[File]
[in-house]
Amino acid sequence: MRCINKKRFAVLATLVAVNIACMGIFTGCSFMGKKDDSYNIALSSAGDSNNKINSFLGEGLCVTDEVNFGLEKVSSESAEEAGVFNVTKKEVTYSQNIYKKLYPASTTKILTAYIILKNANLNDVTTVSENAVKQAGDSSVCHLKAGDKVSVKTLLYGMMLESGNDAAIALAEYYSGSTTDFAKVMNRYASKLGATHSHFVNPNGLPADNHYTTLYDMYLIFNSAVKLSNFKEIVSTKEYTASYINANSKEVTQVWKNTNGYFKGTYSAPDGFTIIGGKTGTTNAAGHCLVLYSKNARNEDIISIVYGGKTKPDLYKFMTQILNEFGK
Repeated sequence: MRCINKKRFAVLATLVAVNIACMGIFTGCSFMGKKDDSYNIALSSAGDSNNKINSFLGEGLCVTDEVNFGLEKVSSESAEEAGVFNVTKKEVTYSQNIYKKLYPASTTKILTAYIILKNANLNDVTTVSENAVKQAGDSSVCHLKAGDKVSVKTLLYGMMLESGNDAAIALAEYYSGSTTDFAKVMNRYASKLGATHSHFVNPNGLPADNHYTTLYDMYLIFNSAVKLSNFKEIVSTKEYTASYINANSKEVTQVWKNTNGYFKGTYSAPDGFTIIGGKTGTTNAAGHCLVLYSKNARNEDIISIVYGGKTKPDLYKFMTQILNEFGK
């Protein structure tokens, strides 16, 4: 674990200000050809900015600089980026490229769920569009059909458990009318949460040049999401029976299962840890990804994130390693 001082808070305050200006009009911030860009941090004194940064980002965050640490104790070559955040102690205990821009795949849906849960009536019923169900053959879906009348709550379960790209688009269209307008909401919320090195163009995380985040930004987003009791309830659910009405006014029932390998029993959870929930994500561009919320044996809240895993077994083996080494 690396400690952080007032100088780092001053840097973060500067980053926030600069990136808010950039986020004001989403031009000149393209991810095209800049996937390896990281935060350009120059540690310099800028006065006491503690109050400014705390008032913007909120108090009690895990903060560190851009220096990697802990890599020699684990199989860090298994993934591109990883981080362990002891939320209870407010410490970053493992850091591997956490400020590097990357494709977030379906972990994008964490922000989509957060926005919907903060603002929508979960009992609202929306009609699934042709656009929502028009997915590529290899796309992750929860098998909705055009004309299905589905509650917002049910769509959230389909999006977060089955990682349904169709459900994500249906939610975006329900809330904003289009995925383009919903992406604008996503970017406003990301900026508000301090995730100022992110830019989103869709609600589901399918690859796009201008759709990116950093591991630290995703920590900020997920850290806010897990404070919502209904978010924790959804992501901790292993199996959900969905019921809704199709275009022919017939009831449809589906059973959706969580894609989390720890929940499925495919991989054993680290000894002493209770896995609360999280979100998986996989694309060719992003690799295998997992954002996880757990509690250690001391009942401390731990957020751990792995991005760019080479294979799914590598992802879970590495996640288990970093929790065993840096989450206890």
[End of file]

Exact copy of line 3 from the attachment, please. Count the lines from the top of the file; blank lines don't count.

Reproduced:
Repeated sequence: MRCINKKRFAVLATLVAVNIACMGIFTGCSFMGKKDDSYNIALSSAGDSNNKINSFLGEGLCVTDEVNFGLEKVSSESAEEAGVFNVTKKEVTYSQNIYKKLYPASTTKILTAYIILKNANLNDVTTVSENAVKQAGDSSVCHLKAGDKVSVKTLLYGMMLESGNDAAIALAEYYSGSTTDFAKVMNRYASKLGATHSHFVNPNGLPADNHYTTLYDMYLIFNSAVKLSNFKEIVSTKEYTASYINANSKEVTQVWKNTNGYFKGTYSAPDGFTIIGGKTGTTNAAGHCLVLYSKNARNEDIISIVYGGKTKPDLYKFMTQILNEFGK